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Theoretical Innovations in Combustion Stability Research: Integrated Analysis and Computation

Award Information
Agency: Department of Defense
Branch: Air Force
Contract: FA9550-10-C-0088
Agency Tracking Number: F09B-T38-0180
Amount: $100,000.00
Phase: Phase I
Program: STTR
Solicitation Topic Code: AF09-BT38
Solicitation Number: 2009.B
Solicitation Year: 2009
Award Year: 2010
Award Start Date (Proposal Award Date): 2010-06-11
Award End Date (Contract End Date): 2011-03-11
Small Business Information
2000 Kohler Dr.
Boulder, CO 80305
United States
HUBZone Owned: No
Woman Owned: No
Socially and Economically Disadvantaged: No
Principal Investigator
 David R Kassoy
 (303) 494-9017
Business Contact
 David Kassoy
Title: Owner
Phone: (303) 494-9017
Research Institution
 Jet Propulsion Laboratory
 Josette Bellan
4800 Oak Grove Dr
Pasadena, CA 91109
United States

 (818) 354-6959
 Federally Funded R&D Center (FFRDC)

Quantitative predictions of reactive flow dynamics from large-scale simulations of Liquid Rocket Engines (LRE) appear to be model dependent. Relationships and coupling among the dominant mechanisms most responsible for destabilization are obscured by the complexities of the model and subtle consequences of inherent ad hoc approximations not supported by mathematical rationale. The reliability of predictions is difficult to quantify. These uncertainties provide opportunities for novel theoretical (integrated analysis and computation) research aimed at reducing complexity and identifying primary drivers of instability (dominant coupling mechanisms). Phase I research will demonstrate that thermomechanical concepts and analysis can be employed to address stability processes in a LRE. Systematic asymptotic analysis is used to identify dominant physical processes occurring in an idealized supercritical LRE, and their inherent time and length scales. This form of analysis leads to model equations of reduced complexity, based on derived approximations with an a priori understanding of model limitations. Anticipated Phase II research will apply proven Phase I methodologies to very general equation systems capable of describing coupled chemico-physical phenomena in supercritical pressure, turbulent reacting flows, characteristic of an operational LRE. Computational solutions of the reduced equations will produce quantitative predictions of combustion stability, including concepts that will facilitate improved design practice BENEFIT: Simplified Liquid Rocket Engine computer codes with predictive reliability will; * facilitate LRE design practices based on first principles, * reduce the computational expense of design, * foster more cost-effective LRE design process, * enable the construction of stable LRE''s.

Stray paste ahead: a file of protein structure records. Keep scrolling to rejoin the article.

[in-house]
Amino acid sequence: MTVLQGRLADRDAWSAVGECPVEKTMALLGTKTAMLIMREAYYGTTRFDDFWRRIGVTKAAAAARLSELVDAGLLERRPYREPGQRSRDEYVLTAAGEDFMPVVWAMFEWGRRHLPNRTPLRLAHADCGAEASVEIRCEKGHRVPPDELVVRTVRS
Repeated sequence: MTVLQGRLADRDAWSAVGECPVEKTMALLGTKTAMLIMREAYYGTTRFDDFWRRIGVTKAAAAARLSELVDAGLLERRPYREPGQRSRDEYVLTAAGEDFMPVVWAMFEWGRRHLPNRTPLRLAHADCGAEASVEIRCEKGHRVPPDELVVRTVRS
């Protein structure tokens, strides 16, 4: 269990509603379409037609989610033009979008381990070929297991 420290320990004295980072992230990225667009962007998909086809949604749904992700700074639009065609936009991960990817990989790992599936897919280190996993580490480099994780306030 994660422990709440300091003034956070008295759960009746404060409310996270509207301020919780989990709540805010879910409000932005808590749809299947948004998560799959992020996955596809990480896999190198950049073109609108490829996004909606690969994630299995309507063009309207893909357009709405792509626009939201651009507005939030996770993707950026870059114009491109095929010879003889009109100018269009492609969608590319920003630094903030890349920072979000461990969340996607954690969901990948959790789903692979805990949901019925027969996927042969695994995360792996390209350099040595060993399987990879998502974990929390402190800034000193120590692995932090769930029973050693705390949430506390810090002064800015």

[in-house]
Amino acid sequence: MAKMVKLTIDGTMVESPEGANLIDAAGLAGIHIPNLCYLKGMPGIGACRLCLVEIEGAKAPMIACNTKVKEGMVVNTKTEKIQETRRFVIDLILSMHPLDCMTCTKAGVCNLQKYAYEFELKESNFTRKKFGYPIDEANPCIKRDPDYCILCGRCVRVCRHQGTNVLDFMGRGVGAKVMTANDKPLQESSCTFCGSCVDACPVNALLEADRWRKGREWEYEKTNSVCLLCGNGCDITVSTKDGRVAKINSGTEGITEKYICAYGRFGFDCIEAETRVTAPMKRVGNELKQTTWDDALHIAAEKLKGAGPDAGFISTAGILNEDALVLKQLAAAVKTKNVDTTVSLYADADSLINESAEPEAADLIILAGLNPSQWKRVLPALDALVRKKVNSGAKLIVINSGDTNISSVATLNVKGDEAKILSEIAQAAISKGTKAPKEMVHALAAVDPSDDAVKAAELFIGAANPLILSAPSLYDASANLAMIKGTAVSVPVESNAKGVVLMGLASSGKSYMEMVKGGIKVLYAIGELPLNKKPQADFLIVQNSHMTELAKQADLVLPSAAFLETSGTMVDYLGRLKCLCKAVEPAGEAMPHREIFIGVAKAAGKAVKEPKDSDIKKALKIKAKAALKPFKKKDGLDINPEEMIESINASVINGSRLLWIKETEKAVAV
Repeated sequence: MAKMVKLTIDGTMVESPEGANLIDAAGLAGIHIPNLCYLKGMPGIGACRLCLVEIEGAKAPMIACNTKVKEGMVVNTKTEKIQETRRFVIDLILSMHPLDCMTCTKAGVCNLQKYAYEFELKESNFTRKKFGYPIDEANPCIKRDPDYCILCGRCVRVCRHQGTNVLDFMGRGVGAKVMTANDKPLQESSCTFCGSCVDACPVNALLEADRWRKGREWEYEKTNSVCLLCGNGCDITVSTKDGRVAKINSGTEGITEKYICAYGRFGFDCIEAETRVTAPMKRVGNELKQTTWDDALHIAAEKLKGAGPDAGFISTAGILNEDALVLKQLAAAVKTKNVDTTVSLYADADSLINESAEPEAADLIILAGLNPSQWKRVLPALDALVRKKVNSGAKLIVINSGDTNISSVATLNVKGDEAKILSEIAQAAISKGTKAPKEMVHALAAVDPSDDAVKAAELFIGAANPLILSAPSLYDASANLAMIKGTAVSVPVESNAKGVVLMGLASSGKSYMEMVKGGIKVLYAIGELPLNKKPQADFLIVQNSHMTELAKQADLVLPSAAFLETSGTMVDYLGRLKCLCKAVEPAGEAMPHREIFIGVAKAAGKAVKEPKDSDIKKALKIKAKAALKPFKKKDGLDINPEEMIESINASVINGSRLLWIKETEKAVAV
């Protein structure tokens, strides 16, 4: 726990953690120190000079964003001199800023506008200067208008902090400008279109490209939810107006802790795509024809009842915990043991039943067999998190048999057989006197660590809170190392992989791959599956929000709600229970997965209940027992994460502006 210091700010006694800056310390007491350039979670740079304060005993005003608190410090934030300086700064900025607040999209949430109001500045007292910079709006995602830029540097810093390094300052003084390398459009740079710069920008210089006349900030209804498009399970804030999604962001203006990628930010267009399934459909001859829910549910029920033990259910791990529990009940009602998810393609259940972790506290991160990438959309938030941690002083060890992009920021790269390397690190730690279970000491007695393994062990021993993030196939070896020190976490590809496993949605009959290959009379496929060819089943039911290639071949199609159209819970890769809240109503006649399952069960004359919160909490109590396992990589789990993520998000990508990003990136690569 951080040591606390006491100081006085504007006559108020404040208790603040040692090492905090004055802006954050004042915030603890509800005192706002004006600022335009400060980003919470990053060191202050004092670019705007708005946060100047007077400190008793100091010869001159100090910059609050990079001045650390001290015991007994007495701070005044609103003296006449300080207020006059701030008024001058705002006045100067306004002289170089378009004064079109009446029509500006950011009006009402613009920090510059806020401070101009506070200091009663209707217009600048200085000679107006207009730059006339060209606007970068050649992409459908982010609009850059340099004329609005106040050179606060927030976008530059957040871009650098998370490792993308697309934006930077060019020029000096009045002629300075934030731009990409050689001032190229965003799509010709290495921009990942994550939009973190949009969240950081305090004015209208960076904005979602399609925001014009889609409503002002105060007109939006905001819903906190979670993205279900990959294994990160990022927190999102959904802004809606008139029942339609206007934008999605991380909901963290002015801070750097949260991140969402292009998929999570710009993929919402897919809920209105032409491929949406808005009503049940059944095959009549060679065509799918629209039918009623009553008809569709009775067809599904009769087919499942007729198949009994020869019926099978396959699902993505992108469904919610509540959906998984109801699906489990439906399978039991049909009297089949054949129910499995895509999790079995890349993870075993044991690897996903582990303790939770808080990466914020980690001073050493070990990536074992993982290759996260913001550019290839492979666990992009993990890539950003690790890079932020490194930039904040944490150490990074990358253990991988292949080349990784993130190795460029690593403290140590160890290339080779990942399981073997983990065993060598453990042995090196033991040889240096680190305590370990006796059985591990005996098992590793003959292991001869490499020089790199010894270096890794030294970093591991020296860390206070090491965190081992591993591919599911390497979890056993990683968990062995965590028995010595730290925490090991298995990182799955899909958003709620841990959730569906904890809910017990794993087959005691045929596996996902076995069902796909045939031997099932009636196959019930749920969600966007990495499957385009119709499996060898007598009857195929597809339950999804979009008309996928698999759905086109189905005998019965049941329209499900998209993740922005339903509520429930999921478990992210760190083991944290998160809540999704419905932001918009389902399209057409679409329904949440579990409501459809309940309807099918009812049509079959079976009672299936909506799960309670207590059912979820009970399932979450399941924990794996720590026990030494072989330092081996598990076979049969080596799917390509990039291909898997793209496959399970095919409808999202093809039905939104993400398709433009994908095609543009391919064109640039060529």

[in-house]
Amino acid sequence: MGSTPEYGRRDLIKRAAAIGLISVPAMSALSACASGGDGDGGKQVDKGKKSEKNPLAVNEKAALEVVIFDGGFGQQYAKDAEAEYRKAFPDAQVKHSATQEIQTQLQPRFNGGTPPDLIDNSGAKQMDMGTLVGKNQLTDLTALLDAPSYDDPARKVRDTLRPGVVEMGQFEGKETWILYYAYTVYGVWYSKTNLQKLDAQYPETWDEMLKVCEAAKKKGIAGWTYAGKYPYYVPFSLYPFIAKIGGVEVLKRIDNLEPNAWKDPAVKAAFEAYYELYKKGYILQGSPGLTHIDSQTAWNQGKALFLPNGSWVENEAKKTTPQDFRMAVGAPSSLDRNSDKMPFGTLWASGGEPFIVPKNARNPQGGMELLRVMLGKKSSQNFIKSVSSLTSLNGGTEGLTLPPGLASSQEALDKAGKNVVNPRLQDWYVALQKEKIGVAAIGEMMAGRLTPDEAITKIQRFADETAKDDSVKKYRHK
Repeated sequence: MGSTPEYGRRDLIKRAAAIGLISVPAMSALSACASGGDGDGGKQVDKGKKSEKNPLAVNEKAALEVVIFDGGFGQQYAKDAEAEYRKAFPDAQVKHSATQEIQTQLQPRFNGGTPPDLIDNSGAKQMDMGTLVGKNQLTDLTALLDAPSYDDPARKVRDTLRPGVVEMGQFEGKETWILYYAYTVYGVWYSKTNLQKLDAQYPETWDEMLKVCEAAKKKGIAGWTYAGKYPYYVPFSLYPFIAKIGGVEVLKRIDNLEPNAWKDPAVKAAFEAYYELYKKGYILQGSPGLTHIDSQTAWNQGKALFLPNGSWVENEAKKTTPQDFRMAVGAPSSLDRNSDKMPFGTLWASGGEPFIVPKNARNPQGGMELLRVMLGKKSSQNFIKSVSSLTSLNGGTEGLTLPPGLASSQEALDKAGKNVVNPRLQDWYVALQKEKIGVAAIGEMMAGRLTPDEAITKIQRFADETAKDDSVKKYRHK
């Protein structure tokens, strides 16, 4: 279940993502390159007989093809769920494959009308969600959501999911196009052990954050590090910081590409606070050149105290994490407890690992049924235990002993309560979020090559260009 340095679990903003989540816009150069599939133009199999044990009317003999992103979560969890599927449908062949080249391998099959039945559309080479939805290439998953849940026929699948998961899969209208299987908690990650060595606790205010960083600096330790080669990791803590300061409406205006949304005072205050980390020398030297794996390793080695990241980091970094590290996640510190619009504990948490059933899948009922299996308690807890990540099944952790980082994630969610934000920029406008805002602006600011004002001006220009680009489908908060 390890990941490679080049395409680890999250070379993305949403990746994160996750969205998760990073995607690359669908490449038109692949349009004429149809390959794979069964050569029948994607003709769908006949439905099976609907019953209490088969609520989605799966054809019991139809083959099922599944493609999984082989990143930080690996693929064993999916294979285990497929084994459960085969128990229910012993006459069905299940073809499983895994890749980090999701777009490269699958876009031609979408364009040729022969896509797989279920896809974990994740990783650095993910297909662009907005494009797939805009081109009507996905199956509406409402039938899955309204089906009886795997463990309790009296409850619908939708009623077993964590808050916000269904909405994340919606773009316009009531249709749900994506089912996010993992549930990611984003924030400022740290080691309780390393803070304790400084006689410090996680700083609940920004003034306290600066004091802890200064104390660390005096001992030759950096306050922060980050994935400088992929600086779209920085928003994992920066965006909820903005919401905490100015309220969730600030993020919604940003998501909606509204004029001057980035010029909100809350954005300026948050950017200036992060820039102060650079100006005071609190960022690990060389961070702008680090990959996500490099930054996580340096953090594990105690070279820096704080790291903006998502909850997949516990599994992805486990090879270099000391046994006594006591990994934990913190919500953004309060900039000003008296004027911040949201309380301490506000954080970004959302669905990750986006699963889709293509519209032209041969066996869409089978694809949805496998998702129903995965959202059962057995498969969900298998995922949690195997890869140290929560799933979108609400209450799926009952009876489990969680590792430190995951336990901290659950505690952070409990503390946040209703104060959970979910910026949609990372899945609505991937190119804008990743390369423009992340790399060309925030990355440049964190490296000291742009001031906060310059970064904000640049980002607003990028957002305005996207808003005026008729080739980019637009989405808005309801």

* Information listed above is at the time of submission. *

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